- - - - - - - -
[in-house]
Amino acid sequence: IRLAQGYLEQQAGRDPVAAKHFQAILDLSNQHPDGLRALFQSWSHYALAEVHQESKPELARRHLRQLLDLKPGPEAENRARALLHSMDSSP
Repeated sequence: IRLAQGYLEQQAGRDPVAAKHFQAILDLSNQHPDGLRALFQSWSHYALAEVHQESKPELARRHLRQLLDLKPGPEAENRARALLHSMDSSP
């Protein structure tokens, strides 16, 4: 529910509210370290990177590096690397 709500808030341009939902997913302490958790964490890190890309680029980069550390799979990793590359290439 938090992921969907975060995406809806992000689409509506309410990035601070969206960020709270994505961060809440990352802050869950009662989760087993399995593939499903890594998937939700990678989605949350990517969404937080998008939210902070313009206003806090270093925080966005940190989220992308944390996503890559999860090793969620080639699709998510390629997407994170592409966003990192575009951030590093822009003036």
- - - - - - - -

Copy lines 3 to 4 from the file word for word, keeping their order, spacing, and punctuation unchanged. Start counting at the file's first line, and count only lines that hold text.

Repeated sequence: IRLAQGYLEQQAGRDPVAAKHFQAILDLSNQHPDGLRALFQSWSHYALAEVHQESKPELARRHLRQLLDLKPGPEAENRARALLHSMDSSP
């Protein structure tokens, strides 16, 4: 529910509210370290990177590096690397 709500808030341009939902997913302490958790964490890190890309680029980069550390799979990793590359290439 938090992921969907975060995406809806992000689409509506309410990035601070969206960020709270994505961060809440990352802050869950009662989760087993399995593939499903890594998937939700990678989605949350990517969404937080998008939210902070313009206003806090270093925080966005940190989220992308944390996503890559999860090793969620080639699709998510390629997407994170592409966003990192575009951030590093822009003036």